Header
Pärson Sound - Pärson Sound CD (album) cover

PÄRSON SOUND

Pärson Sound

 

Proto-Prog

3.55 | 11 ratings

From Progarchives.com, the ultimate progressive rock music website

Certif1ed
Special Collaborator
Honorary Collaborator
2 stars Knowing Me, Knowing You?

A collection of archive material comprising rehearsals and radio broadcasts never released at the time of recording, this 2001 release is a fascinating document of an otherwise unexposed band creating exciting and innovative material steeped in the experimentations of Terry Riley, and infused with the heady sound of psychedelia that was omnipresent in the 1960s.

It's not as innovative or wide-ranging in creativity as either Pink Floyd or The Soft Machine, though, and certainly, each piece in this collection bar a solo experiment by BoAnders Persson from 1966 follows in the wake of Piper....

The pieces themselves are generally drone and raga-based affairs, rather similar in overall style and concept to Malachi's Holy Music release of 1966, but the overall soundscape has a strong leaning towards a more Heavy Metal style.

Tio minuter (Ten minutes) dates from late September 1967. It's a really simple and extremely loose jam around two chords, with painful, ploddy drumming and heavy metal style fuzzed guitars, going for what some might see as a textural approach, with a violin providing a single-note continuo, like a stripped-back version of It's a Beautiful Day, without the fireworks of David LaFlamme. Every so often, it all kinda comes together like a Hawkwind or Pink Fairies out take. It's a bit like Can, but without the attention to detail in overall layout. There's no doubting the place in the scheme of things, though - this is essentially Krautrock at the inception of the movement, but it lacks any of the sophistication or architecture in arrangement of Pink Floyd, and feels rather dragged out to the timeframe. The change around 6:45 is particularly lugubrious, like Cream on mogadons.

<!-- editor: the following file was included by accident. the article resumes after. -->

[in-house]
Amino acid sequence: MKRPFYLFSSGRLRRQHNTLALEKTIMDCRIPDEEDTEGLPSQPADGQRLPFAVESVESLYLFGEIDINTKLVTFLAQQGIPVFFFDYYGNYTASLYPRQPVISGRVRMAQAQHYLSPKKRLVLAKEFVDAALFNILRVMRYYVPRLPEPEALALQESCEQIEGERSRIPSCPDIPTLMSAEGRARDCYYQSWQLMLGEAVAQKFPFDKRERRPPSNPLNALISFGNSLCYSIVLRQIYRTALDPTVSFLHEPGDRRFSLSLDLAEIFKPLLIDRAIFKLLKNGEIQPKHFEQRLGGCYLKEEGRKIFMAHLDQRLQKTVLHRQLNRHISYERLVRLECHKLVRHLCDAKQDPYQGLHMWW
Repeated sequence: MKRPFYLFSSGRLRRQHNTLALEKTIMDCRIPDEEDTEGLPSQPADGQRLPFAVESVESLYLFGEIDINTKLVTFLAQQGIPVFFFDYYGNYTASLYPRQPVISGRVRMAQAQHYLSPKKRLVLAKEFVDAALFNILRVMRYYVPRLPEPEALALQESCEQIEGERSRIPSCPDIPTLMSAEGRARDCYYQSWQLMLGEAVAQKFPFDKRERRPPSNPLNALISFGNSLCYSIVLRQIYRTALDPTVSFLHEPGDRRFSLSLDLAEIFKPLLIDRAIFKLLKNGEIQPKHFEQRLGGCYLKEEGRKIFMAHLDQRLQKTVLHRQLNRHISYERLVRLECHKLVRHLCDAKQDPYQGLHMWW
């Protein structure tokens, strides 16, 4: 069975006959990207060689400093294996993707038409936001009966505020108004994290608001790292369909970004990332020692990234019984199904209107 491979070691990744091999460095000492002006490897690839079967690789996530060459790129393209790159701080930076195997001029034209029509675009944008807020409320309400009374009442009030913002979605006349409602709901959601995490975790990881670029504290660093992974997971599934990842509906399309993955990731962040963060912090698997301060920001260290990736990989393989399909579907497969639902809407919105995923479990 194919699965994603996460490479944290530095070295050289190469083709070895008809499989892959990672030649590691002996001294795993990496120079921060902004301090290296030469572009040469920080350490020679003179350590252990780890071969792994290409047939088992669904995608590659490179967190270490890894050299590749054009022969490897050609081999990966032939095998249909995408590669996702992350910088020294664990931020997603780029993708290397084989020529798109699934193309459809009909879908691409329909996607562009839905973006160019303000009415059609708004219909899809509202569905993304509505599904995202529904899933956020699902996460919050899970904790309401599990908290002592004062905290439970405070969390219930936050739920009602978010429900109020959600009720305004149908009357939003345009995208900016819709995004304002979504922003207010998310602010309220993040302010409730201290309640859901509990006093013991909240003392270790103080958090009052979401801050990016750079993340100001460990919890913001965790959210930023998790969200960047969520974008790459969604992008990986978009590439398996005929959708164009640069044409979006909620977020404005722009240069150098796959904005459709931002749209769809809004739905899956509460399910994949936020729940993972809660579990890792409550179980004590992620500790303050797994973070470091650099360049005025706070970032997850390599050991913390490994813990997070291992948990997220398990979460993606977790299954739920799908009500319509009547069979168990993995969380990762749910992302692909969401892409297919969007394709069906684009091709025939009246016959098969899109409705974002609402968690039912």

From Tunis to India in Fullmoon (On Testosterone) dates from early 1968. At 20 and a half minutes, it's the second longest piece in this collection, and again, sounds like one of Hawkwinds more anarchic jams, this connection highlighted by the constantly wailing sax.

A continuous bass line drives the fuzzed-out guitars into another texture fest, more coherent than the previous one, but the minimalist changes over continual drones are not dramatically different to what other psychedelic bands had done in the previous year. What is notable, though, is the overall heaviness in texture.

There's a much welcomed breakdown around 11:30, which builds very slowly and chaotically back to the orginal idea - if music with events in is what gets you going, you won't find too much in here.

India (Slight Return) dates from February 1968. It's somewhat out of tune, and an uncomfortable listen as a result. The first few minutes remind me of the early part of Careful with That Axe Eugene - but without the sense of purpose. The purpose here seems to be to wallow in the sonic textures rather than to create artistic music.

A glimpse inside the Glyptotec-66 is a recording of BoAnders Persson which, dating from 1966, is the earliest piece on this collection, and essentially a tape loop experimentation. Again, this is not event-driven music, and is simply an experiment with sonic textures and feedback - but is probably the most effective piece on the album, reminding me of some of Stockhausen's work